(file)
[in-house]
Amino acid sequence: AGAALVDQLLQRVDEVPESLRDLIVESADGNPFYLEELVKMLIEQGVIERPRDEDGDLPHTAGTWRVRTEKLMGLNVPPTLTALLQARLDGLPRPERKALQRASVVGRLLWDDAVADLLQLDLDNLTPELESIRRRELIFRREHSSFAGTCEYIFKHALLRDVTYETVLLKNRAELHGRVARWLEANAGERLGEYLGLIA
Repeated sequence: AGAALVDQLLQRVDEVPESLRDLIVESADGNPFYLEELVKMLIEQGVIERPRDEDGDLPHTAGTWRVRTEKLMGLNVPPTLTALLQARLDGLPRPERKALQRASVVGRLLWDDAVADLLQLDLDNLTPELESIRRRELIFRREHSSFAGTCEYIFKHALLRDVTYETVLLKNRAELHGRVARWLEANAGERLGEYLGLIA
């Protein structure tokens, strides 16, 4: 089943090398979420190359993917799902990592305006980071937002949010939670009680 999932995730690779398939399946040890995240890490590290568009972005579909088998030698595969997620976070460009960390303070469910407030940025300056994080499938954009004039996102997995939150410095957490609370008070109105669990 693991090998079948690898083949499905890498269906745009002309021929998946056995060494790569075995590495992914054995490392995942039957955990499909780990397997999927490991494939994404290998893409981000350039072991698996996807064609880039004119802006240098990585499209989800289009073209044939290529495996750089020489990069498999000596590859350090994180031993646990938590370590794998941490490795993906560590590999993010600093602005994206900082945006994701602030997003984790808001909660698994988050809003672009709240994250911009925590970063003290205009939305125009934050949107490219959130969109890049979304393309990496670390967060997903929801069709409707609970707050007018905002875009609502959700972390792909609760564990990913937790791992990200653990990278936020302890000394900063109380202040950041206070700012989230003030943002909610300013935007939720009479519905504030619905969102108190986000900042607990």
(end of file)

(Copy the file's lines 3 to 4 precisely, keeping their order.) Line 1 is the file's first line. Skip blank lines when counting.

Repeated sequence: AGAALVDQLLQRVDEVPESLRDLIVESADGNPFYLEELVKMLIEQGVIERPRDEDGDLPHTAGTWRVRTEKLMGLNVPPTLTALLQARLDGLPRPERKALQRASVVGRLLWDDAVADLLQLDLDNLTPELESIRRRELIFRREHSSFAGTCEYIFKHALLRDVTYETVLLKNRAELHGRVARWLEANAGERLGEYLGLIA
């Protein structure tokens, strides 16, 4: 089943090398979420190359993917799902990592305006980071937002949010939670009680 999932995730690779398939399946040890995240890490590290568009972005579909088998030698595969997620976070460009960390303070469910407030940025300056994080499938954009004039996102997995939150410095957490609370008070109105669990 693991090998079948690898083949499905890498269906745009002309021929998946056995060494790569075995590495992914054995490392995942039957955990499909780990397997999927490991494939994404290998893409981000350039072991698996996807064609880039004119802006240098990585499209989800289009073209044939290529495996750089020489990069498999000596590859350090994180031993646990938590370590794998941490490795993906560590590999993010600093602005994206900082945006994701602030997003984790808001909660698994988050809003672009709240994250911009925590970063003290205009939305125009934050949107490219959130969109890049979304393309990496670390967060997903929801069709409707609970707050007018905002875009609502959700972390792909609760564990990913937790791992990200653990990278936020302890000394900063109380202040950041206070700012989230003030943002909610300013935007939720009479519905504030619905969102108190986000900042607990």